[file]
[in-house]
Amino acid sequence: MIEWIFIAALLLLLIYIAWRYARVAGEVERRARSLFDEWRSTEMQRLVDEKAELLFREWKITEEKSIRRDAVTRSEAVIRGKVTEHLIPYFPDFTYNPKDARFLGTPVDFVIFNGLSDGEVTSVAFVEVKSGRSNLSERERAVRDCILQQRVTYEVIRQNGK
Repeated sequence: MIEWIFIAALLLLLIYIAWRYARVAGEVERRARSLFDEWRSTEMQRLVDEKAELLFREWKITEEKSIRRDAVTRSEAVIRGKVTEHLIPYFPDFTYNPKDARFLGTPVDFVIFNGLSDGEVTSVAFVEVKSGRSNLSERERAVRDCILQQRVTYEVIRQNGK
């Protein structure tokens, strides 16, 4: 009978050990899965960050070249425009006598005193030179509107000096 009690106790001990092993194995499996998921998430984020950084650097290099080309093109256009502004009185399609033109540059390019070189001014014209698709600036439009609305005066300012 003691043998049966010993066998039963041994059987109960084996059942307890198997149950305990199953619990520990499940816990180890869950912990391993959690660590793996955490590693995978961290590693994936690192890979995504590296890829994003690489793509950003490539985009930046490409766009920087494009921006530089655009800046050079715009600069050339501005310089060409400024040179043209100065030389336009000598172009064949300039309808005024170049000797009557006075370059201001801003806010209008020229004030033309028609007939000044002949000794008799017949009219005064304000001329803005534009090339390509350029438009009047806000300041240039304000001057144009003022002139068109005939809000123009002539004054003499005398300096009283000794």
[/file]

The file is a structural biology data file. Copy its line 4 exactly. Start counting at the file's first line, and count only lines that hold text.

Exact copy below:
């Protein structure tokens, strides 16, 4: 009978050990899965960050070249425009006598005193030179509107000096 009690106790001990092993194995499996998921998430984020950084650097290099080309093109256009502004009185399609033109540059390019070189001014014209698709600036439009609305005066300012 003691043998049966010993066998039963041994059987109960084996059942307890198997149950305990199953619990520990499940816990180890869950912990391993959690660590793996955490590693995978961290590693994936690192890979995504590296890829994003690489793509950003490539985009930046490409766009920087494009921006530089655009800046050079715009600069050339501005310089060409400024040179043209100065030389336009000598172009064949300039309808005024170049000797009557006075370059201001801003806010209008020229004030033309028609007939000044002949000794008799017949009219005064304000001329803005534009090339390509350029438009009047806000300041240039304000001057144009003022002139068109005939809000123009002539004054003499005398300096009283000794």